5. A negative sign is used becauseinside is negative compared tooutside of plasma membrane.
6. What creates the potentialdifference:1.Large negative proteins aretrapped inside the cell2.Sodium-potassium pump -Pumps 3 Na + out for every 2 K +it pumps into the cell.
7. What creates the potential difference: 1. Large negative proteins 2. Sodium-potassium pump3.Potassium channels allow K + todiffuse out of the cell 3 2 1
8. Electrical properties of the axon at rest:othere is no action potentialrunning down the axonoOutside + and inside is -comparativelyoWhen potential differencegreatest
9. Characteristics of an action potential:•All or none event•There must be a stimulus
10. Characteristics of an action potential:•Stimuli may include •Moving cell (touch) •Light (sight) •Change in temperature (hot/cold) •Chemicals (taste) •Electrical shock (not normal)
11. Steps of a nerve impulse:1. Polarization•Axon is at its resting potential.• Axon is ready to do work, receivea stimulus. (Has potential energy)
12. Steps of a nerve impulse:1. Polarization2. Depolarizationoccurs in response to astimulus and is when there isno more separation of chargeacross the plasma membrane
13. Steps of a nerve impulse:1. Polarization2. DepolarizationHow is a neuron depolarized? A.Stimulus hits channel proteins called gates located in the plasma membrane B. These gates open allowing Na+ to rush into the cell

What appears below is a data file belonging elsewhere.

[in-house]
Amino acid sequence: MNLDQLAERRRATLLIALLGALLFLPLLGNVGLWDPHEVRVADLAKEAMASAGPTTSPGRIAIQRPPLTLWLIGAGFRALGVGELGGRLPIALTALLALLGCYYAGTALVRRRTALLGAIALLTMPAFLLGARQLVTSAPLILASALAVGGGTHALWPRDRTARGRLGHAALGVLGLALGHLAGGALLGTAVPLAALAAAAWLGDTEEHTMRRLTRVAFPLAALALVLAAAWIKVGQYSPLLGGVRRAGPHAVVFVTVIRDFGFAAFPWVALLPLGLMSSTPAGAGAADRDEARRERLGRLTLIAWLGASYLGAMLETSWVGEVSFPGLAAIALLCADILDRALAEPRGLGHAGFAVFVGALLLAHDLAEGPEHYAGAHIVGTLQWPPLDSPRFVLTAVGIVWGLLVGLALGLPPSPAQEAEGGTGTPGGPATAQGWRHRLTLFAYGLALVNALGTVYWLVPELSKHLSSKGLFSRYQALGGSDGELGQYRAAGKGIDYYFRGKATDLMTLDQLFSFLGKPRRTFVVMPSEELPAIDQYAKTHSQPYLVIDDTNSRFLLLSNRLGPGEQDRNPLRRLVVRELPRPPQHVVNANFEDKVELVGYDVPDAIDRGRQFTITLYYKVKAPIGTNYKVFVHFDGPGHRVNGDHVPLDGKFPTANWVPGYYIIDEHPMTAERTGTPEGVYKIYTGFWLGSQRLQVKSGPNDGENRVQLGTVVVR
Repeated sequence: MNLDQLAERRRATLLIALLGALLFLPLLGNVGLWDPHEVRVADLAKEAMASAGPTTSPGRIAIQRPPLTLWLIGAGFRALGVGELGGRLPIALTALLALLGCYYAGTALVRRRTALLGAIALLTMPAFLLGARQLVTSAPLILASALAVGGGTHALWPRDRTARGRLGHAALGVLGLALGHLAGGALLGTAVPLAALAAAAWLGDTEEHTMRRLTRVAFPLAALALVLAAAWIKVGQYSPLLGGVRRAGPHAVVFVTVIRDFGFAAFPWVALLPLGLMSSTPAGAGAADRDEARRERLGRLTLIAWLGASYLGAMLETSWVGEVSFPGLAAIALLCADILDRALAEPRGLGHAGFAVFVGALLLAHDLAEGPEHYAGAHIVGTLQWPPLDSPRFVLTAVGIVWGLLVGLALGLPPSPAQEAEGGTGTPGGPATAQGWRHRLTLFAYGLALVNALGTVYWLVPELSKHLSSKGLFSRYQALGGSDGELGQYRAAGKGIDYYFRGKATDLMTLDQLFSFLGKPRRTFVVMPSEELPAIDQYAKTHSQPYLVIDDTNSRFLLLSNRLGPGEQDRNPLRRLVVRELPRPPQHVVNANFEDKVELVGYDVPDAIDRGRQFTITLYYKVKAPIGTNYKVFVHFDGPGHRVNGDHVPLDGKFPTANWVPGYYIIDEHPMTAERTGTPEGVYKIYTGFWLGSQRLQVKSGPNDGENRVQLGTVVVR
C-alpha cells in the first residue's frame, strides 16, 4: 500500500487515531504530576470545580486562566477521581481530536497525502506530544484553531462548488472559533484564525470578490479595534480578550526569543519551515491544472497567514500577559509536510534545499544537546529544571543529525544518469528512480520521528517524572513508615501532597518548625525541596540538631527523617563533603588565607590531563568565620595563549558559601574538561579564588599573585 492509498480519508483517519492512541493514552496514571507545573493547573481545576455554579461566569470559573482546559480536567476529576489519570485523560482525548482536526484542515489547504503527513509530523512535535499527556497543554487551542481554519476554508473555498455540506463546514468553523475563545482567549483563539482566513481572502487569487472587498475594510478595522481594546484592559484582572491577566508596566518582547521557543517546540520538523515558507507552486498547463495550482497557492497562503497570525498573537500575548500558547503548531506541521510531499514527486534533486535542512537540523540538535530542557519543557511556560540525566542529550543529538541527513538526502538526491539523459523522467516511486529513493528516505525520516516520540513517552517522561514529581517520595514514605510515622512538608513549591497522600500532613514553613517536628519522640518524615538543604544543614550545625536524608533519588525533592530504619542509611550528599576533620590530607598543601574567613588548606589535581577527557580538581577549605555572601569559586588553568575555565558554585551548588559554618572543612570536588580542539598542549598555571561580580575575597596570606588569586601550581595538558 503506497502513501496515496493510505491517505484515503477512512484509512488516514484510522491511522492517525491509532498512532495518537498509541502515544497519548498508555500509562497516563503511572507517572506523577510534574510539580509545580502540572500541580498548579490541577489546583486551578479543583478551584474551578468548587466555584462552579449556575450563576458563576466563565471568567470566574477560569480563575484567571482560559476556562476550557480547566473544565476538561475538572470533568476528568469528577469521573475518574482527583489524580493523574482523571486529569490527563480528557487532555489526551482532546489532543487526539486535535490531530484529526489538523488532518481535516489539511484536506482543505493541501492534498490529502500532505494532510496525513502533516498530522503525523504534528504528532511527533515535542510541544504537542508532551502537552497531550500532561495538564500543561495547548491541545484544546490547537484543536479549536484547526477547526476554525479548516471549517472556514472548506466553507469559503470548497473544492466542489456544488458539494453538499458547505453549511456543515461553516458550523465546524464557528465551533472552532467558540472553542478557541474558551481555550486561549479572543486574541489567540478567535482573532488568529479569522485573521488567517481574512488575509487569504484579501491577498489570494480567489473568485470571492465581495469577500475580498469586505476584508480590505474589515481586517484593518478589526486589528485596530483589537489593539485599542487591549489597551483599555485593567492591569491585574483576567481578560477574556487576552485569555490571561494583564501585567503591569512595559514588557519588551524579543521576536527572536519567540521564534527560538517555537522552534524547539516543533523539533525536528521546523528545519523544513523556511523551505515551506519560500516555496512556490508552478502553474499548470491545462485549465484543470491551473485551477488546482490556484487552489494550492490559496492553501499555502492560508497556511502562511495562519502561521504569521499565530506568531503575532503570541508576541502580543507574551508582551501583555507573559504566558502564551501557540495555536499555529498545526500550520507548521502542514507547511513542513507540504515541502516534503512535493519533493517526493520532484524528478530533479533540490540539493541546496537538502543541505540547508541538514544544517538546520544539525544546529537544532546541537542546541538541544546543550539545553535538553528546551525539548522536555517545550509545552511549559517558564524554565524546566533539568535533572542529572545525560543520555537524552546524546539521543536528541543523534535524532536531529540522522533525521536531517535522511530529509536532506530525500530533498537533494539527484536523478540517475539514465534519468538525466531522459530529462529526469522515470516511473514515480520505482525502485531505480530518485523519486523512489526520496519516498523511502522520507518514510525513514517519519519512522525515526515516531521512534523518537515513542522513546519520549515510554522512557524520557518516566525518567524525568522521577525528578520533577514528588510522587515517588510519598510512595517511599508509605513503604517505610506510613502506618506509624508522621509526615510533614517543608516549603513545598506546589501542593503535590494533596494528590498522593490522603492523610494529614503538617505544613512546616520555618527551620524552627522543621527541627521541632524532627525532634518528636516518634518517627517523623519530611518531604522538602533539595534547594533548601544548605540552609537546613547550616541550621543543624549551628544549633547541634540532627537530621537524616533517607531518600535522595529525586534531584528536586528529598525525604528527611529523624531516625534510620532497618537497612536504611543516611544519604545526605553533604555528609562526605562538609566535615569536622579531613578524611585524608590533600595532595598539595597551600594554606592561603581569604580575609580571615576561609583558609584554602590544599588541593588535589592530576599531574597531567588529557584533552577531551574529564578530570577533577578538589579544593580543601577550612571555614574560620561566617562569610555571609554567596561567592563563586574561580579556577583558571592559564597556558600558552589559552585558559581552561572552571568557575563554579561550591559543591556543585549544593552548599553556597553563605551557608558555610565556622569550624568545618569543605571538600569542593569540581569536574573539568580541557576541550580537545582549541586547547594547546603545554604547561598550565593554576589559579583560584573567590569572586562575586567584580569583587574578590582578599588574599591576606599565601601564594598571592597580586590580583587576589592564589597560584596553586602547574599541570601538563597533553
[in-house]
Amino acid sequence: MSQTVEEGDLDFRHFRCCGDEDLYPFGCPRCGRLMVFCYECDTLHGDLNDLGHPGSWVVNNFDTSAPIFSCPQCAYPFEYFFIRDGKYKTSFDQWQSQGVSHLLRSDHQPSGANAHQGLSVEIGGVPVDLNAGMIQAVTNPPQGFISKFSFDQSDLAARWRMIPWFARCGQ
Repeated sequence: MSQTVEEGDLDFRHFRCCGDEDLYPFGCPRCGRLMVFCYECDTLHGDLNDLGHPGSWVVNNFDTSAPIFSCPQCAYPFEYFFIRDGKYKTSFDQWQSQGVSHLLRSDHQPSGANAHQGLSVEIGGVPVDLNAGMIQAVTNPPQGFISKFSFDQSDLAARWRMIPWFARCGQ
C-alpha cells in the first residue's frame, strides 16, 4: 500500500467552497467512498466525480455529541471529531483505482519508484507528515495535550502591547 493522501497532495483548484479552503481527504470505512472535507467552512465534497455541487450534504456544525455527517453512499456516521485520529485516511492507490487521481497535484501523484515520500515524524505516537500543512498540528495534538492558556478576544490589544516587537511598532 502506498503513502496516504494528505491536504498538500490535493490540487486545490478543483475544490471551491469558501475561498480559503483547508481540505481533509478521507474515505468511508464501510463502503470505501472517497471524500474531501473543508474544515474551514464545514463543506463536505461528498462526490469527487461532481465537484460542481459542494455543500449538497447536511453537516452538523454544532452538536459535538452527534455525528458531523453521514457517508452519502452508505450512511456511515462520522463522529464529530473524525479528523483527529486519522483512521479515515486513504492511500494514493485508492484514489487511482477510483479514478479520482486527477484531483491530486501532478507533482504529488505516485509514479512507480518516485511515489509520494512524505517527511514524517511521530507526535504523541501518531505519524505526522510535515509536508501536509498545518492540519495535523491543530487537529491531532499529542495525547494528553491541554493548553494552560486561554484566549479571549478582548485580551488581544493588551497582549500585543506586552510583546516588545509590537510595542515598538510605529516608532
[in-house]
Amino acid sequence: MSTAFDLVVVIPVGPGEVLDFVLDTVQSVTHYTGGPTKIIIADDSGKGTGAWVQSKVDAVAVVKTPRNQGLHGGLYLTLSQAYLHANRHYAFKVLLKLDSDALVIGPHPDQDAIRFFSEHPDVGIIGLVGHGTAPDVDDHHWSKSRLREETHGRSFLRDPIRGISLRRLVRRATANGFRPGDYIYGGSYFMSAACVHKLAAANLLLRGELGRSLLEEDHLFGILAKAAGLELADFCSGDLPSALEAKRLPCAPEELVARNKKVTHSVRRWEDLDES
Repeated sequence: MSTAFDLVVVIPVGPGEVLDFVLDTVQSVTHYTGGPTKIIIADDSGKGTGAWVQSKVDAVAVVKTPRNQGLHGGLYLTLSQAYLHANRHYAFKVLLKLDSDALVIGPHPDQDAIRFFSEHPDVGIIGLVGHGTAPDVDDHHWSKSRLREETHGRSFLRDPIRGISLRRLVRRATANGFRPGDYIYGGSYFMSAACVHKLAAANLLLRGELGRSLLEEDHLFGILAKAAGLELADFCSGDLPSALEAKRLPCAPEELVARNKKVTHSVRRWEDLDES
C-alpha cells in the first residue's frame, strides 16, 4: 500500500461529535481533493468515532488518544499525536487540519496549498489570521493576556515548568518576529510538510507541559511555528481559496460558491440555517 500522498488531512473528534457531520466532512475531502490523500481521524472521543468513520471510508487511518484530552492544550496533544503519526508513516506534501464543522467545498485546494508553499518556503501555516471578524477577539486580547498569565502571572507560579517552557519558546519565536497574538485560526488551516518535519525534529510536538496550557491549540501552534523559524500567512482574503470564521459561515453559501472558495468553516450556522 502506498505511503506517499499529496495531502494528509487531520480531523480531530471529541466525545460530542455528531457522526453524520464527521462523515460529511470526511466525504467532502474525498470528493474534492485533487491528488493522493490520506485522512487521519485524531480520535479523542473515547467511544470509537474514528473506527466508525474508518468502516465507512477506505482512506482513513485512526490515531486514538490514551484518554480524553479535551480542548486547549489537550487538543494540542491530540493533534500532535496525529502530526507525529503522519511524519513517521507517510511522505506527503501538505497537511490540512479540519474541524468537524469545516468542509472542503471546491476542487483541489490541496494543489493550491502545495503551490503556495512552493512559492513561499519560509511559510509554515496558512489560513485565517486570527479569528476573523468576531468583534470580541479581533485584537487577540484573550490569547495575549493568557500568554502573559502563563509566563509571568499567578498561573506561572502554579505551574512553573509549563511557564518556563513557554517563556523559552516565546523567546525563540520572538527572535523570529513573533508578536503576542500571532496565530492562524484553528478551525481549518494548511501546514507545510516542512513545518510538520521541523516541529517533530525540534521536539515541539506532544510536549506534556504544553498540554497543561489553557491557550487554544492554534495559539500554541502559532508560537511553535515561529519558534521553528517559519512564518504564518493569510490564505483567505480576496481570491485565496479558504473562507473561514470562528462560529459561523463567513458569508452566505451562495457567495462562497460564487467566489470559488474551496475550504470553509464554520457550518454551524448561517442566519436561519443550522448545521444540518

14. Steps of a nerve impulse:1. Polarization2. DepolarizationHow is a neuron depolarized? C. The action potential changes from -85mV to +30 mV D. The inside of the plasma membrane is now + and outside – (reversed)
16. Steps of a nerve impulse:1. Polarization2. Depolarization3. Repolarization – when thepotential difference acrossthe plasma membrane isrestored to resting potential.
17. Steps of a nerve impulse:1. Polarization2. Depolarization3. RepolarizationHow does repolarization occur?A. Sodium gates close.B. Potassium gates open; K+ rushesout of the cell resting potential isrestored.
18. 3. RepolarizationHow does repolarization occur? NOTE: It takes less than 1 millisecond for depolarization and repolarization to take place.
19. Don’t write this!!!!But wait!!! This is not whatwas originally our restingpotential set up was it???
20. Don’t write this!!!Very good! No it wasn’t. Wehad more Na+ on outside, nowthe sodium is on the inside.Guess what will start to pumpnow?
21. Steps of a nerve impulse: 1. Polarization 2. Depolarization 3. RepolarizationHow does repolarization occur?A. Sodium gates close.B. Potassium gates openWrite now!!!C.Sodium –potassium pump will re- establish original ion concentrations of resting potential. • Takes 1 millisecond • Axon can not receive next stimulus
22. Types of stimuli1. Threshold stimulusIs strong enough to trigger theaction potential.Once it is reached there is nostopping the action potential fromtraveling.
23. Types of stimuli1. Threshold stimulus2. Subthreshold stimulus –Is a stimulus not strongenough to trigger the actionpotential.
24. Types of stimuli1. Threshold stimulus2. Subthreshold stimulus3. Local potential –Caused by a subthresholdpotentialCauses a depolarization in thearea of the stimulus but not strongenough to create an actionpotential to travel the axon
25. How does the action potentialtravel down the axon?The action potential is strongenough to depolarize theadjacent area of membraneopening the sodium gates causinga wave of depolarization.